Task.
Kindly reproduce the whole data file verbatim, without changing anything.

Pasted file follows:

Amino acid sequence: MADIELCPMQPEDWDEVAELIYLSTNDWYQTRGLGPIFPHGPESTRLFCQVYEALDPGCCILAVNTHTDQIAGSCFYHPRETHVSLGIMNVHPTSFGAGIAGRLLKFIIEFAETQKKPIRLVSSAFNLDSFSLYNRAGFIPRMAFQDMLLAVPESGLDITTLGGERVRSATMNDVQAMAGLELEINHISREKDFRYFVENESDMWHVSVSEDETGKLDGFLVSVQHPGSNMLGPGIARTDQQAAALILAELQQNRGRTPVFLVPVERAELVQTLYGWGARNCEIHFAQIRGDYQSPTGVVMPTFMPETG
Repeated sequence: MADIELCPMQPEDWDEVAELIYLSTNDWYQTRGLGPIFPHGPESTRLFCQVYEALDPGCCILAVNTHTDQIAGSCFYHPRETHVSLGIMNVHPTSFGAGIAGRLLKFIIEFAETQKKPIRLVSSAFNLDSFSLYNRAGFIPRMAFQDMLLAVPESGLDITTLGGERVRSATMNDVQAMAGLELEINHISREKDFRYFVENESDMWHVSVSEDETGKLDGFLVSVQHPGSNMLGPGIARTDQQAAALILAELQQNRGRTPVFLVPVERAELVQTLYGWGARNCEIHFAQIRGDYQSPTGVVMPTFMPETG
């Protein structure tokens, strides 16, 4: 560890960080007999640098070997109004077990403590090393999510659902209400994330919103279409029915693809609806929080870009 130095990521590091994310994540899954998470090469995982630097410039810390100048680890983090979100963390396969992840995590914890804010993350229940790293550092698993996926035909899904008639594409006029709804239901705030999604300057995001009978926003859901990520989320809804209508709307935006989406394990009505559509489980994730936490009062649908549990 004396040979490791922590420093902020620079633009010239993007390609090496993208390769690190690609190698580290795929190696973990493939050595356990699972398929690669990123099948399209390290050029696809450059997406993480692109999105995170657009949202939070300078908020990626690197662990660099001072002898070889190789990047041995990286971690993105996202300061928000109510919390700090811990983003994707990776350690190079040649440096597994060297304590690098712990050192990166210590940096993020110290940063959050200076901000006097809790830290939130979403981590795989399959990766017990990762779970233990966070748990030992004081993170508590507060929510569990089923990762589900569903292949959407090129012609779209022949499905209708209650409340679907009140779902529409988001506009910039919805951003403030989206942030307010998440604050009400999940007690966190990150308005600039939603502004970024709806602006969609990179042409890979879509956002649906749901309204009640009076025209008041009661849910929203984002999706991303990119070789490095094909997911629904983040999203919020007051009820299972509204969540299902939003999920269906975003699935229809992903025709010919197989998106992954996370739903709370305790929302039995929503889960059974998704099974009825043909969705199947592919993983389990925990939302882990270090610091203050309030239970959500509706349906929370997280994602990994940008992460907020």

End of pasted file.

Amino acid sequence: MADIELCPMQPEDWDEVAELIYLSTNDWYQTRGLGPIFPHGPESTRLFCQVYEALDPGCCILAVNTHTDQIAGSCFYHPRETHVSLGIMNVHPTSFGAGIAGRLLKFIIEFAETQKKPIRLVSSAFNLDSFSLYNRAGFIPRMAFQDMLLAVPESGLDITTLGGERVRSATMNDVQAMAGLELEINHISREKDFRYFVENESDMWHVSVSEDETGKLDGFLVSVQHPGSNMLGPGIARTDQQAAALILAELQQNRGRTPVFLVPVERAELVQTLYGWGARNCEIHFAQIRGDYQSPTGVVMPTFMPETG
Repeated sequence: MADIELCPMQPEDWDEVAELIYLSTNDWYQTRGLGPIFPHGPESTRLFCQVYEALDPGCCILAVNTHTDQIAGSCFYHPRETHVSLGIMNVHPTSFGAGIAGRLLKFIIEFAETQKKPIRLVSSAFNLDSFSLYNRAGFIPRMAFQDMLLAVPESGLDITTLGGERVRSATMNDVQAMAGLELEINHISREKDFRYFVENESDMWHVSVSEDETGKLDGFLVSVQHPGSNMLGPGIARTDQQAAALILAELQQNRGRTPVFLVPVERAELVQTLYGWGARNCEIHFAQIRGDYQSPTGVVMPTFMPETG
């Protein structure tokens, strides 16, 4: 560890960080007999640098070997109004077990403590090393999510659902209400994330919103279409029915693809609806929080870009 130095990521590091994310994540899954998470090469995982630097410039810390100048680890983090979100963390396969992840995590914890804010993350229940790293550092698993996926035909899904008639594409006029709804239901705030999604300057995001009978926003859901990520989320809804209508709307935006989406394990009505559509489980994730936490009062649908549990 004396040979490791922590420093902020620079633009010239993007390609090496993208390769690190690609190698580290795929190696973990493939050595356990699972398929690669990123099948399209390290050029696809450059997406993480692109999105995170657009949202939070300078908020990626690197662990660099001072002898070889190789990047041995990286971690993105996202300061928000109510919390700090811990983003994707990776350690190079040649440096597994060297304590690098712990050192990166210590940096993020110290940063959050200076901000006097809790830290939130979403981590795989399959990766017990990762779970233990966070748990030992004081993170508590507060929510569990089923990762589900569903292949959407090129012609779209022949499905209708209650409340679907009140779902529409988001506009910039919805951003403030989206942030307010998440604050009400999940007690966190990150308005600039939603502004970024709806602006969609990179042409890979879509956002649906749901309204009640009076025209008041009661849910929203984002999706991303990119070789490095094909997911629904983040999203919020007051009820299972509204969540299902939003999920269906975003699935229809992903025709010919197989998106992954996370739903709370305790929302039995929503889960059974998704099974009825043909969705199947592919993983389990925990939302882990270090610091203050309030239970959500509706349906929370997280994602990994940008992460907020």